World leaders at Group of 20 Summit in Osaka, Japan - Photo: AP

JAKARTA (TheInsiderStories) – World leaders at Group of 20 (G-20) Summit in Japan are clashing over the values that have served for decades as the foundation of their cooperation as they face calls to fend off threats to economic growth.

“A free and open economy is the basis for peace and prosperity,” Japanese Prime Minister Shinzo Abe told his counterparts in opening the two-day G-20 meeting, AP reported on Friday (06/28), that comes as leaders grapple with profound tensions over trade, globalization and the collapsing nuclear deal with Iran.

The United States (US) President Donald Trump has said that trade was his top priority, as China’s president Xi Jinping warned against rising protectionism and India, Japan and Russia defended multilateral trade rules.

Trump, who is holding a series of meetings on the sidelines with world leaders, including Japan’s Shinzo Abe and India’s Narendra Modi, said he saw US trade prospects improving, days after criticizing the US-Japan security treaty and demanding that New Delhi withdraw retaliatory tariffs.

“I think we’re going to have some very big things to announce. Very big trade deal. We’re doing some very big things with India in terms of trade, in terms of manufacturing,” Trump said at the start of talks with the Indian prime minister.

Trump, set to hold a high-profile meeting on trade with Xi on Saturday, also made a push to discuss US concerns about Chinese telecoms equipment maker Huawei at his meetings. Washington has pressed its allies to shun Huawei in their fifth generation (5G), networks on security grounds, and has also suggested it could be a factor in a trade deal with Xi.

“We actually sell Huawei many of its parts,” Trump said at his meeting with Modi. “So we’re going to be discussing that and also how India fits in. And we’ll be discussing Huawei.”

European Commission President Jean-Claude Junker flagged the shadow cast by the US-China trade feud. “The trade relations between China and the United States are difficult, they are contributing to the slowdown of the global economy,” he told a news conference.

Xi also warned about the protectionist steps he said some developed countries were taking. “All this is destroying the global trade order. This also impacts common interests of our countries, overshadows the peace and stability worldwide,” Xi told a gathering of leaders of the BRICS grouping of nations on the sidelines of the G20 meet.

Modi at the same meeting called for a focus on reforming the World Trade Organization (WTO) and Russian President Vladimir Putin decried what he called efforts to destroy the Geneva-based body.

“We consider counter-productive any attempts to destroy WTO or to lower its role,” Putin said. The situation of the global economy was worrying as global trade was feeling the effect of protectionism and politically motivated restrictions, he added.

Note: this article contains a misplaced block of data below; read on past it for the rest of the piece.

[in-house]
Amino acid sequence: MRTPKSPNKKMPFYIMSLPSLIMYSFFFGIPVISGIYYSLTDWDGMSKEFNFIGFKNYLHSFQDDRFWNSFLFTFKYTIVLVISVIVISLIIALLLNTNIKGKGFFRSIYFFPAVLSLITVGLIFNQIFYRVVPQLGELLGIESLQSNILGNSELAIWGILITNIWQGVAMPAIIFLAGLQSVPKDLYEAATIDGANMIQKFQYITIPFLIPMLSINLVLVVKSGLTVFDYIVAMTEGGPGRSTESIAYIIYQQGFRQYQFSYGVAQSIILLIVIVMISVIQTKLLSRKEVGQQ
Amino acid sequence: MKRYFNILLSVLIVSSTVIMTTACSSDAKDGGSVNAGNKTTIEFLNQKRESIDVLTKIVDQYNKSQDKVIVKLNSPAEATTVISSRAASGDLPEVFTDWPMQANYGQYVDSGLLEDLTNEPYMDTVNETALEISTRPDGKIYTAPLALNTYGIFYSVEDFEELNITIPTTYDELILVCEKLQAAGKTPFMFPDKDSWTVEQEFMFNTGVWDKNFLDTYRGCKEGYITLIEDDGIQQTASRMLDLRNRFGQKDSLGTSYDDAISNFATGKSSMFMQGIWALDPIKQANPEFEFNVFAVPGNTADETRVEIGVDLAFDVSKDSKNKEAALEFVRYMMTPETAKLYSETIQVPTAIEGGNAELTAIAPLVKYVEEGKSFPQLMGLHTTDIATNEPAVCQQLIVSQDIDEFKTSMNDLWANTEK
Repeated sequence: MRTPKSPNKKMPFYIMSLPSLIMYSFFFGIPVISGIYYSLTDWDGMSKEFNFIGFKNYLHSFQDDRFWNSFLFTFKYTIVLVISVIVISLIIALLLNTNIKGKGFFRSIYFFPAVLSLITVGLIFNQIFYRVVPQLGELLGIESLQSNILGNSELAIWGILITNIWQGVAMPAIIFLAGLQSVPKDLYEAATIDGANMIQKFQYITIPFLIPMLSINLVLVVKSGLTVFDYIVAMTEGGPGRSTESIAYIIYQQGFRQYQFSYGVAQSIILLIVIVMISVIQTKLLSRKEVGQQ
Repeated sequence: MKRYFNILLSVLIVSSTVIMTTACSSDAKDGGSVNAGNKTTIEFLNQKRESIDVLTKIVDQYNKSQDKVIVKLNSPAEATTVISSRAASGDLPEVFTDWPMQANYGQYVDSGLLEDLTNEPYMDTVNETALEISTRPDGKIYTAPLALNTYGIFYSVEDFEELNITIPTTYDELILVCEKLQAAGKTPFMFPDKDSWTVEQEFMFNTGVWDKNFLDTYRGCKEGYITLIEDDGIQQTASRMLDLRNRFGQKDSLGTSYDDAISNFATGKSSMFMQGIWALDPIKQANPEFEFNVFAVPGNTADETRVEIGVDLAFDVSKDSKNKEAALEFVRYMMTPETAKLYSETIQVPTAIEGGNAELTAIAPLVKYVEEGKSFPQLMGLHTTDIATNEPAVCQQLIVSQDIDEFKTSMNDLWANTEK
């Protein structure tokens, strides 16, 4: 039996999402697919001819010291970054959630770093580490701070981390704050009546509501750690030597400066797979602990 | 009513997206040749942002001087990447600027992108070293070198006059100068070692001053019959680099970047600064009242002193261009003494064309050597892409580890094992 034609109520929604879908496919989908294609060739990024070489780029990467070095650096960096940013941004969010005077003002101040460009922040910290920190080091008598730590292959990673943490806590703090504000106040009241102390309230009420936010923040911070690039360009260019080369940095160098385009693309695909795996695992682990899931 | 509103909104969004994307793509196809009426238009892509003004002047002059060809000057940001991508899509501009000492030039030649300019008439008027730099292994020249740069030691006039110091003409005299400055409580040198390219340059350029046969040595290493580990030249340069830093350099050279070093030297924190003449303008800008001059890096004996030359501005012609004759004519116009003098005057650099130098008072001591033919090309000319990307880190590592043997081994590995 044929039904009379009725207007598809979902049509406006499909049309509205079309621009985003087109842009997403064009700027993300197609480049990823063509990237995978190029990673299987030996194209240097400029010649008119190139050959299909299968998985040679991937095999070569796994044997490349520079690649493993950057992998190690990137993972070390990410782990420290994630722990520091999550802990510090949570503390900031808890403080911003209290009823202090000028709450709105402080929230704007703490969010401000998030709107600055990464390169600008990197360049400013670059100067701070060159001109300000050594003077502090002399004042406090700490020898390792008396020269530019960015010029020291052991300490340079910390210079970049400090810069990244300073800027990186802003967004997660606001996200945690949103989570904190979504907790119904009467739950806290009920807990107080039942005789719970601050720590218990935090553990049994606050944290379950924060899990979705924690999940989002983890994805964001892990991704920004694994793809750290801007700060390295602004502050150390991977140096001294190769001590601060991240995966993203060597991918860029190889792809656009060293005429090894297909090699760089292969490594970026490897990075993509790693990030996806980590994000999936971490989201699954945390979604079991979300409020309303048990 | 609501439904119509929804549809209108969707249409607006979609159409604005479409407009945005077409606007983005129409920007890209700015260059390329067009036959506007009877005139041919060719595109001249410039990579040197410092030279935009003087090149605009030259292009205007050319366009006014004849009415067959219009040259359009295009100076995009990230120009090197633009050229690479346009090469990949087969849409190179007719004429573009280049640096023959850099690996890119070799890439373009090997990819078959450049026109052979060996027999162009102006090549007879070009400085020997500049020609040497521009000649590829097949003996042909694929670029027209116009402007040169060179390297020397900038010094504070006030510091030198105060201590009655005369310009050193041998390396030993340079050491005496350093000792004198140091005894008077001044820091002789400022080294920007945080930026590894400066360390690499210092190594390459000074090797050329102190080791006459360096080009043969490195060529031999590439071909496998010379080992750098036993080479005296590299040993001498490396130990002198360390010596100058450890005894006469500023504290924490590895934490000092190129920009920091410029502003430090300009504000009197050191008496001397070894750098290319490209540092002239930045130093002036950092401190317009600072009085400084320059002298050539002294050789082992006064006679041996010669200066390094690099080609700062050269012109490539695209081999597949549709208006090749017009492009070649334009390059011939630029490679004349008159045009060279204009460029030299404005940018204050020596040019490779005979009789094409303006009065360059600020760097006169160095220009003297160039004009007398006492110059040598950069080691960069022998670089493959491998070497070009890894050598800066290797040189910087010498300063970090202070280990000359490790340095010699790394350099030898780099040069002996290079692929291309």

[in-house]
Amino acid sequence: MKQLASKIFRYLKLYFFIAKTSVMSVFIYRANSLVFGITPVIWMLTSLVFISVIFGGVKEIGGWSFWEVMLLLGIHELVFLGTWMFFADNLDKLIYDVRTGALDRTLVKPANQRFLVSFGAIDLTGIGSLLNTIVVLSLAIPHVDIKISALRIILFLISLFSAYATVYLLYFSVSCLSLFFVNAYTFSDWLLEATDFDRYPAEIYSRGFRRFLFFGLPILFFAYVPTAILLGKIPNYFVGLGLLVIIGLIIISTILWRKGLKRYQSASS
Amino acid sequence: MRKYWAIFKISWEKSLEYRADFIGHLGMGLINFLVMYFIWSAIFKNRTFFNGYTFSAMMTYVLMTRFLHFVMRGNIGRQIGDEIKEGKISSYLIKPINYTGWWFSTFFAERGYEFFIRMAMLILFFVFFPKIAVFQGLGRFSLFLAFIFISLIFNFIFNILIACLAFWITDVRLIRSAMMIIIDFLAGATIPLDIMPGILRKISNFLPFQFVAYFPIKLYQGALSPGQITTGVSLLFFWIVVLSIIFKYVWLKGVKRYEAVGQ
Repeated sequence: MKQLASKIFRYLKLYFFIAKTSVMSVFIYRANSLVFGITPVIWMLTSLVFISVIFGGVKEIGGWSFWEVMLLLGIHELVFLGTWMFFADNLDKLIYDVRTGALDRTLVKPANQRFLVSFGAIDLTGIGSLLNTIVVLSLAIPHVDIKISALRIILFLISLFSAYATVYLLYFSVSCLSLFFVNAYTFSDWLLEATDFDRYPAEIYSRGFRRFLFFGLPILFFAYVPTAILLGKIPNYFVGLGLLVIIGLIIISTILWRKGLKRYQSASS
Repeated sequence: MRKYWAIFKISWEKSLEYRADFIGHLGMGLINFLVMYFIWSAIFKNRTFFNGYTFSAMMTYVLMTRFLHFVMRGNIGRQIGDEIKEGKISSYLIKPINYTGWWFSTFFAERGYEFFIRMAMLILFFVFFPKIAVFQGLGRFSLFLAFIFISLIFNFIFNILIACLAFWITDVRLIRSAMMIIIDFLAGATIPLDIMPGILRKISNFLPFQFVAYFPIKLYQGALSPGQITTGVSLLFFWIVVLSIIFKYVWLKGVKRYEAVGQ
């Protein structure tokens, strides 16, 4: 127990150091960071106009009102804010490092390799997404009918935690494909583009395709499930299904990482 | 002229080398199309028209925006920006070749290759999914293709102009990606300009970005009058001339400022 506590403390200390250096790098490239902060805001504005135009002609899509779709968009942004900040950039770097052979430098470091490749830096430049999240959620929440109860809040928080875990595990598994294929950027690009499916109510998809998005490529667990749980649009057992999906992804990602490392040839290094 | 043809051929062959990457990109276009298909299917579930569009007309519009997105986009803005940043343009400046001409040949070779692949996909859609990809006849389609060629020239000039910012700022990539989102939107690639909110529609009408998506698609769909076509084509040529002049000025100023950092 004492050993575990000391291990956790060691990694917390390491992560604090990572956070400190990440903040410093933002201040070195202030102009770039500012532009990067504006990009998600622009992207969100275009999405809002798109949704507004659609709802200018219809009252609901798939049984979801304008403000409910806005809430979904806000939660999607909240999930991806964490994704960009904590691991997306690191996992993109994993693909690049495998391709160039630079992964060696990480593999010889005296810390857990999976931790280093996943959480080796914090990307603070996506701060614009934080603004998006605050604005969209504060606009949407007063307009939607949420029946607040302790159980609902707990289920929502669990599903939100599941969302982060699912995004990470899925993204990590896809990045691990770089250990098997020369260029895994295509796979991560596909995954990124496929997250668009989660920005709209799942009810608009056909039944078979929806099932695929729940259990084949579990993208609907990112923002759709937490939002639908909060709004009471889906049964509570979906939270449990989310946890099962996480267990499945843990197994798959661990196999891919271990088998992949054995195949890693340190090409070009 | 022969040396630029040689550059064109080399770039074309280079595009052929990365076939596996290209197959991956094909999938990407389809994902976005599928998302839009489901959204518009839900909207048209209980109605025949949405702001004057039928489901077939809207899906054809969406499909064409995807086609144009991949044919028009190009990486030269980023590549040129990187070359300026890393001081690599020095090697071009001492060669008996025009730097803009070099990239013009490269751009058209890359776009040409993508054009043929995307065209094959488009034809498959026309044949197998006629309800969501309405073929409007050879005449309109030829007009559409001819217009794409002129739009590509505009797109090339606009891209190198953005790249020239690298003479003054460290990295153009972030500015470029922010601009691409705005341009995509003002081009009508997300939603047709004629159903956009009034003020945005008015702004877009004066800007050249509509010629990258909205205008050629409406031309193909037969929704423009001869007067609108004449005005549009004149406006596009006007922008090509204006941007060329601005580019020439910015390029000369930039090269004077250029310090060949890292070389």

Trump, who often castigates trading partners on Twitter and in his raucous political rallies, put a positive spin on trade developments with Japan.

“I appreciate the fact that you’re sending many automobile companies into Michigan and Ohio and Pennsylvania and North Carolina,” Trump told Abe, referring to US states critical to his effort to win re-election next year.

Trump said the two leaders would also discuss Ja purchases of US military equipment, although a Japanese official said later the topic did not come up. Tokyo and Washington are engaged in difficult trade talks as Trump’s administration seeks to lower the US trade deficit. Japanese Economy Minister Toshimitsu Motegi and US Trade Representative Robert Lighthizer were to meet later in Osaka.

Abe welcomed Trump’s visit, calling their frequent meetings proof of the strong US-Japan alliance. He later urged G20 leaders to send a strong message in support of free and fair trade, warning that trade and geopolitical tensions were rising and downside risks to the global economy prevailed.

Under the decades-old US-Japan security treaty, Washington has committed to defending Japan, which renounced the right to wage war after its defeat in World War Two. Japan in return provides military bases that Washington uses to project power deep into Asia.

Trump and Abe reaffirmed their commitment Friday to the US-Japan coordination on shared security challenges including on Iran, the White House said, just days after the US president called on Japan to protect its own ships in the Strait of Hormuz.

“They reaffirmed their commitment to US-Japan coordination on shared security challenges, including on the Democratic People’s Republic of Korea and Iran,” the White House said following a meeting between two leaders.

Written by Lexy Nantu, Email: